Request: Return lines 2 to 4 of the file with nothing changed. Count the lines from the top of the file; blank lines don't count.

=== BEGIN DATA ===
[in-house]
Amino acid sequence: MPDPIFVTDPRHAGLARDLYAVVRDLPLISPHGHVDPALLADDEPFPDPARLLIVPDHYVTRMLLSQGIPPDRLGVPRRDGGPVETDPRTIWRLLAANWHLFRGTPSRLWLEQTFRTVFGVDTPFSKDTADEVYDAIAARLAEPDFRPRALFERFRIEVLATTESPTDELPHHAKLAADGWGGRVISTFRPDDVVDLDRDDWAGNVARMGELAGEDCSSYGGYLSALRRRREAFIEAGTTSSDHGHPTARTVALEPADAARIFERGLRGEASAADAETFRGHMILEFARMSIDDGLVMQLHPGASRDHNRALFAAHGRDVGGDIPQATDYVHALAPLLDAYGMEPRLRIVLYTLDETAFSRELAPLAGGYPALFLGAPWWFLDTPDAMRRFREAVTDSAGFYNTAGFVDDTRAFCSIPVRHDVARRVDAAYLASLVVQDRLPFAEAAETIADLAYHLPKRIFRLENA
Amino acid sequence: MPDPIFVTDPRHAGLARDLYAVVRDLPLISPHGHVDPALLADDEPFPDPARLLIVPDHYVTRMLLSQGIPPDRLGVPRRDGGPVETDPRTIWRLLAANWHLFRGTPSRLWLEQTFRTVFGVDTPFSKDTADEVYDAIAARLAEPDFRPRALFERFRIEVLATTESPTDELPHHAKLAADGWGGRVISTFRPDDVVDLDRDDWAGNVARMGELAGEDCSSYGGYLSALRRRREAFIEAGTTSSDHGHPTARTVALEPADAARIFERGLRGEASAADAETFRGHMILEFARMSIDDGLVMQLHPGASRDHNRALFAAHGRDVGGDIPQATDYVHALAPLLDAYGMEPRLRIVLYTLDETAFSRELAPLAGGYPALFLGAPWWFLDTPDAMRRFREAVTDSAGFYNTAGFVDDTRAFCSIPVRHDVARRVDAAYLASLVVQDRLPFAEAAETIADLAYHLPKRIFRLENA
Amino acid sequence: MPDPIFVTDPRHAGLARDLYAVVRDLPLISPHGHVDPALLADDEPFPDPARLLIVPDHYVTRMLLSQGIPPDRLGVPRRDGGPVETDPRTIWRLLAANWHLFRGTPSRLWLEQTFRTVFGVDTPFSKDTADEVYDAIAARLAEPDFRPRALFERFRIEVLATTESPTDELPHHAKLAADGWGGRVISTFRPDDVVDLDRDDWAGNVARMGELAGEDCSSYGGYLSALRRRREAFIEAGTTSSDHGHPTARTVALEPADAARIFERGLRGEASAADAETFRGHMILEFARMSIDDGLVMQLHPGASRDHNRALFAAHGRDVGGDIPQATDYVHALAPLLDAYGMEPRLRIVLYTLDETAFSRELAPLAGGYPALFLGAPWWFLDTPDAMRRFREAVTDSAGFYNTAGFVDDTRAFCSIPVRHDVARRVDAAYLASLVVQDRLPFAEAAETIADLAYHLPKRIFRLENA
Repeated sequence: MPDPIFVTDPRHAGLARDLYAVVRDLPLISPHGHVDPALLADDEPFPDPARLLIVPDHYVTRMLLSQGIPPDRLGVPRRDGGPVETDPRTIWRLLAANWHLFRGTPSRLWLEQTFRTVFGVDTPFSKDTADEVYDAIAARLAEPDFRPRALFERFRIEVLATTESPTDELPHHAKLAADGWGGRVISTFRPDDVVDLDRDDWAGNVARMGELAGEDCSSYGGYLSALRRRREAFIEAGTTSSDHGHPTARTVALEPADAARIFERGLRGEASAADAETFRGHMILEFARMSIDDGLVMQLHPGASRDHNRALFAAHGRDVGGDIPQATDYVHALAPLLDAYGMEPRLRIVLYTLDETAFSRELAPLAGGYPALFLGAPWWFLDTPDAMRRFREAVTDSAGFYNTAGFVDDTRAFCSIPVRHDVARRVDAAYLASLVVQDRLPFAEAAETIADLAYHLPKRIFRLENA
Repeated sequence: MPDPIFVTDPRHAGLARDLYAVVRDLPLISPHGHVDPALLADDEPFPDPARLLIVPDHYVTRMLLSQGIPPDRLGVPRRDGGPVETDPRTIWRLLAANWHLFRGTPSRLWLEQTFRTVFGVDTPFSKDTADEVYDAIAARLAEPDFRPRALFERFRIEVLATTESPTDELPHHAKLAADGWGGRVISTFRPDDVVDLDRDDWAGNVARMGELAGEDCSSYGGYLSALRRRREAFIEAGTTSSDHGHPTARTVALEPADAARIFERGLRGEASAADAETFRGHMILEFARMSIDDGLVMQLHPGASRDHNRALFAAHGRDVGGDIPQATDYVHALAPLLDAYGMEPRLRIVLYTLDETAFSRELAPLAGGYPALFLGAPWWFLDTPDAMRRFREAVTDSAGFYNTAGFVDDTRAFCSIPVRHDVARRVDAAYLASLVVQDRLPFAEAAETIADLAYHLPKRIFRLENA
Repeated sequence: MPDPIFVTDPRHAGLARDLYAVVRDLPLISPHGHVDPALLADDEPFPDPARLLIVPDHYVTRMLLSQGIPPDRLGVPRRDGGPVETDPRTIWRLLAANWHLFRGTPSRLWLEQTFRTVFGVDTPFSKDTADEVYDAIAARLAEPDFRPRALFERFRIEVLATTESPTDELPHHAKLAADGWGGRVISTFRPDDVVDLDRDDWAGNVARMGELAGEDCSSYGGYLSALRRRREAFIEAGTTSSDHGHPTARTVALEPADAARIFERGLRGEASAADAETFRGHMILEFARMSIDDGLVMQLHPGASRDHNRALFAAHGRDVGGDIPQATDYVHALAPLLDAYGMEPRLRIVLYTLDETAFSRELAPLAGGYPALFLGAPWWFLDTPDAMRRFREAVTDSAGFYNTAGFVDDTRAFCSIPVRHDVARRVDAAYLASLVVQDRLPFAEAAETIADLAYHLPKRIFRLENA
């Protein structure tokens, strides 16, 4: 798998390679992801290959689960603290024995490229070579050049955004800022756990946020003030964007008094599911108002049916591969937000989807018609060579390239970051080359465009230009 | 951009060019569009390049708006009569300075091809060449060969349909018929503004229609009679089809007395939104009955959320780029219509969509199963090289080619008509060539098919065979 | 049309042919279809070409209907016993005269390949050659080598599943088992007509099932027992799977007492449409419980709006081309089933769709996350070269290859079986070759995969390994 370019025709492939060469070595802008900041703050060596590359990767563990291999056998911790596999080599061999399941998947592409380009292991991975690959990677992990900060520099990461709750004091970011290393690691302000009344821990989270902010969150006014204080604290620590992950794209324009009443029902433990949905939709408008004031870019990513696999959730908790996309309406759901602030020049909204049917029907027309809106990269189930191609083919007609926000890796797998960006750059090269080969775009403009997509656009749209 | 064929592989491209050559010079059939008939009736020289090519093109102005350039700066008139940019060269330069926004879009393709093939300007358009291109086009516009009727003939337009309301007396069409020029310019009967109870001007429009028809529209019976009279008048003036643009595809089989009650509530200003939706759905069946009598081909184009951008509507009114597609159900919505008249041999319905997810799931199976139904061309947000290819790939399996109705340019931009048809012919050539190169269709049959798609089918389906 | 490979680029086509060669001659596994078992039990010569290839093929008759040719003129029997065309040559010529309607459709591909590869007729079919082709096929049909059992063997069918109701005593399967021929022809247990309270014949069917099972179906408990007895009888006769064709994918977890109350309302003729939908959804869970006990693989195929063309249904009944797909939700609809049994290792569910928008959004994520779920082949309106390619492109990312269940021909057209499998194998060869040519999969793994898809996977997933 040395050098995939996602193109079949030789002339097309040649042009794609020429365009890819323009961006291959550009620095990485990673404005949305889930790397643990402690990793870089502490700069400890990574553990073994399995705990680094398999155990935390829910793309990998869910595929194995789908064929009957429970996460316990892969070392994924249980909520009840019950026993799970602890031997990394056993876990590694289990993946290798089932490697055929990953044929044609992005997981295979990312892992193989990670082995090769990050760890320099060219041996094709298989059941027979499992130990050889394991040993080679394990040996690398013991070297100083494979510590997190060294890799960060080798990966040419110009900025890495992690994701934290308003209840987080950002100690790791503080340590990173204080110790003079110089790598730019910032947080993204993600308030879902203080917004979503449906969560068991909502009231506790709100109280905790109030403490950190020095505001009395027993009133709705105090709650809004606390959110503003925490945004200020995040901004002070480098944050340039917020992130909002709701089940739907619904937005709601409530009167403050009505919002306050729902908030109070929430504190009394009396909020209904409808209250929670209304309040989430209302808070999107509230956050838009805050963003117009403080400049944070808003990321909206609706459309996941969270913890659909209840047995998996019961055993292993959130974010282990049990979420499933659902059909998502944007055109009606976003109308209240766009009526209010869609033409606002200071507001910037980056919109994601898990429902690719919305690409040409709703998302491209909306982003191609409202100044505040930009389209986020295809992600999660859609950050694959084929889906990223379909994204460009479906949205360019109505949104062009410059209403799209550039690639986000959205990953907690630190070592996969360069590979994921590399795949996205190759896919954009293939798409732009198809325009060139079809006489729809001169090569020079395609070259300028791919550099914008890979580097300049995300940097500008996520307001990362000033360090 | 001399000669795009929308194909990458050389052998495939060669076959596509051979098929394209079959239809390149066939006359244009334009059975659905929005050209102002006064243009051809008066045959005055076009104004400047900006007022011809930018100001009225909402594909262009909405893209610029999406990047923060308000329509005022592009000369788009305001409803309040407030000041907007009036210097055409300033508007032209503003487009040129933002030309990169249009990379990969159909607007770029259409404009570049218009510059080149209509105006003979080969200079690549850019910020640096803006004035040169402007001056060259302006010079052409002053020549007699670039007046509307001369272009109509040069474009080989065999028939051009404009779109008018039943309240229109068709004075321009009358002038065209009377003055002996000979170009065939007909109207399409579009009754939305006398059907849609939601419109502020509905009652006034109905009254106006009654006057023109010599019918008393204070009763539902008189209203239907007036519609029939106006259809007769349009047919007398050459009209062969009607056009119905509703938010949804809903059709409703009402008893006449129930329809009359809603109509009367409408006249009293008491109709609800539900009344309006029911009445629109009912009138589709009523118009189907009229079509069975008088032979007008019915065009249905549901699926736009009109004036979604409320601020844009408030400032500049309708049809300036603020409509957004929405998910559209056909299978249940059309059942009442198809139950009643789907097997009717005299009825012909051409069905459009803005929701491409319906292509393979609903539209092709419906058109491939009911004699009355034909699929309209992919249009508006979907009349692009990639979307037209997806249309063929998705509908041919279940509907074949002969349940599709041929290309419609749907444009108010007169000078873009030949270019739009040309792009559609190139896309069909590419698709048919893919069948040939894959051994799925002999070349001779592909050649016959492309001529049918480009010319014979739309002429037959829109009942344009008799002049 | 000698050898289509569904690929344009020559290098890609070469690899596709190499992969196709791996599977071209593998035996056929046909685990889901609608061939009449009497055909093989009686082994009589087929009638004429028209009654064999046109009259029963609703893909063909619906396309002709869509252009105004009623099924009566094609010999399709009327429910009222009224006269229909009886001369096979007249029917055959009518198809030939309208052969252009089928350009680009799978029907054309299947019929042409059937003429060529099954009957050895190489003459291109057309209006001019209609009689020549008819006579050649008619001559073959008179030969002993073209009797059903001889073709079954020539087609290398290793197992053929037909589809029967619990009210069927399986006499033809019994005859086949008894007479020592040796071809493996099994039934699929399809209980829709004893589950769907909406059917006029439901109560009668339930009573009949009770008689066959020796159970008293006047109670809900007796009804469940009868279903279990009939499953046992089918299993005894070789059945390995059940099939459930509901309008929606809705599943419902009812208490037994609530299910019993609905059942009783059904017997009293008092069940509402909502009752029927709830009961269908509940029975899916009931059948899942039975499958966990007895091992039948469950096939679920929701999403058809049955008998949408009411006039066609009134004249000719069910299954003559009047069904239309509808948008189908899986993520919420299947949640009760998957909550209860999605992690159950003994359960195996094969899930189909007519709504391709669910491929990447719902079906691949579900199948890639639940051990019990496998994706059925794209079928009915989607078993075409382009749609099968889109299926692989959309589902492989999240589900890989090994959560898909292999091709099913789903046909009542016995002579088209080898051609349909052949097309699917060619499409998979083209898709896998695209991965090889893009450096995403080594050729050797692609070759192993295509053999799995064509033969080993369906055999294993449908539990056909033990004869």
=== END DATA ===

Amino acid sequence: MPDPIFVTDPRHAGLARDLYAVVRDLPLISPHGHVDPALLADDEPFPDPARLLIVPDHYVTRMLLSQGIPPDRLGVPRRDGGPVETDPRTIWRLLAANWHLFRGTPSRLWLEQTFRTVFGVDTPFSKDTADEVYDAIAARLAEPDFRPRALFERFRIEVLATTESPTDELPHHAKLAADGWGGRVISTFRPDDVVDLDRDDWAGNVARMGELAGEDCSSYGGYLSALRRRREAFIEAGTTSSDHGHPTARTVALEPADAARIFERGLRGEASAADAETFRGHMILEFARMSIDDGLVMQLHPGASRDHNRALFAAHGRDVGGDIPQATDYVHALAPLLDAYGMEPRLRIVLYTLDETAFSRELAPLAGGYPALFLGAPWWFLDTPDAMRRFREAVTDSAGFYNTAGFVDDTRAFCSIPVRHDVARRVDAAYLASLVVQDRLPFAEAAETIADLAYHLPKRIFRLENA
Amino acid sequence: MPDPIFVTDPRHAGLARDLYAVVRDLPLISPHGHVDPALLADDEPFPDPARLLIVPDHYVTRMLLSQGIPPDRLGVPRRDGGPVETDPRTIWRLLAANWHLFRGTPSRLWLEQTFRTVFGVDTPFSKDTADEVYDAIAARLAEPDFRPRALFERFRIEVLATTESPTDELPHHAKLAADGWGGRVISTFRPDDVVDLDRDDWAGNVARMGELAGEDCSSYGGYLSALRRRREAFIEAGTTSSDHGHPTARTVALEPADAARIFERGLRGEASAADAETFRGHMILEFARMSIDDGLVMQLHPGASRDHNRALFAAHGRDVGGDIPQATDYVHALAPLLDAYGMEPRLRIVLYTLDETAFSRELAPLAGGYPALFLGAPWWFLDTPDAMRRFREAVTDSAGFYNTAGFVDDTRAFCSIPVRHDVARRVDAAYLASLVVQDRLPFAEAAETIADLAYHLPKRIFRLENA
Amino acid sequence: MPDPIFVTDPRHAGLARDLYAVVRDLPLISPHGHVDPALLADDEPFPDPARLLIVPDHYVTRMLLSQGIPPDRLGVPRRDGGPVETDPRTIWRLLAANWHLFRGTPSRLWLEQTFRTVFGVDTPFSKDTADEVYDAIAARLAEPDFRPRALFERFRIEVLATTESPTDELPHHAKLAADGWGGRVISTFRPDDVVDLDRDDWAGNVARMGELAGEDCSSYGGYLSALRRRREAFIEAGTTSSDHGHPTARTVALEPADAARIFERGLRGEASAADAETFRGHMILEFARMSIDDGLVMQLHPGASRDHNRALFAAHGRDVGGDIPQATDYVHALAPLLDAYGMEPRLRIVLYTLDETAFSRELAPLAGGYPALFLGAPWWFLDTPDAMRRFREAVTDSAGFYNTAGFVDDTRAFCSIPVRHDVARRVDAAYLASLVVQDRLPFAEAAETIADLAYHLPKRIFRLENA